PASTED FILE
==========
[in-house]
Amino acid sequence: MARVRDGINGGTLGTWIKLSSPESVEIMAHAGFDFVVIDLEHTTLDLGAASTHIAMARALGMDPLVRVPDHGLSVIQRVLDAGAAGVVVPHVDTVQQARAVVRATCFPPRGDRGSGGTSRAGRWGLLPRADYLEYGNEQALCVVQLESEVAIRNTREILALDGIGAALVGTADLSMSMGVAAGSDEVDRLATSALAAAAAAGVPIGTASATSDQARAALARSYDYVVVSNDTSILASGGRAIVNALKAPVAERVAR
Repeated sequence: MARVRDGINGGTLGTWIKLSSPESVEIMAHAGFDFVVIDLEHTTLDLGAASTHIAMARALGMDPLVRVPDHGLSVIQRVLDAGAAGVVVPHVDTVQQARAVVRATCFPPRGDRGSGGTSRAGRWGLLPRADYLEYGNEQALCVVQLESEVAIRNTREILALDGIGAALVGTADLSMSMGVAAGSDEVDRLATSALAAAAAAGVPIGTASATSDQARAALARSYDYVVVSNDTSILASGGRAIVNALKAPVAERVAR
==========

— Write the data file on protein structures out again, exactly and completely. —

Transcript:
[in-house]
Amino acid sequence: MARVRDGINGGTLGTWIKLSSPESVEIMAHAGFDFVVIDLEHTTLDLGAASTHIAMARALGMDPLVRVPDHGLSVIQRVLDAGAAGVVVPHVDTVQQARAVVRATCFPPRGDRGSGGTSRAGRWGLLPRADYLEYGNEQALCVVQLESEVAIRNTREILALDGIGAALVGTADLSMSMGVAAGSDEVDRLATSALAAAAAAGVPIGTASATSDQARAALARSYDYVVVSNDTSILASGGRAIVNALKAPVAERVAR
Repeated sequence: MARVRDGINGGTLGTWIKLSSPESVEIMAHAGFDFVVIDLEHTTLDLGAASTHIAMARALGMDPLVRVPDHGLSVIQRVLDAGAAGVVVPHVDTVQQARAVVRATCFPPRGDRGSGGTSRAGRWGLLPRADYLEYGNEQALCVVQLESEVAIRNTREILALDGIGAALVGTADLSMSMGVAAGSDEVDRLATSALAAAAAAGVPIGTASATSDQARAALARSYDYVVVSNDTSILASGGRAIVNALKAPVAERVAR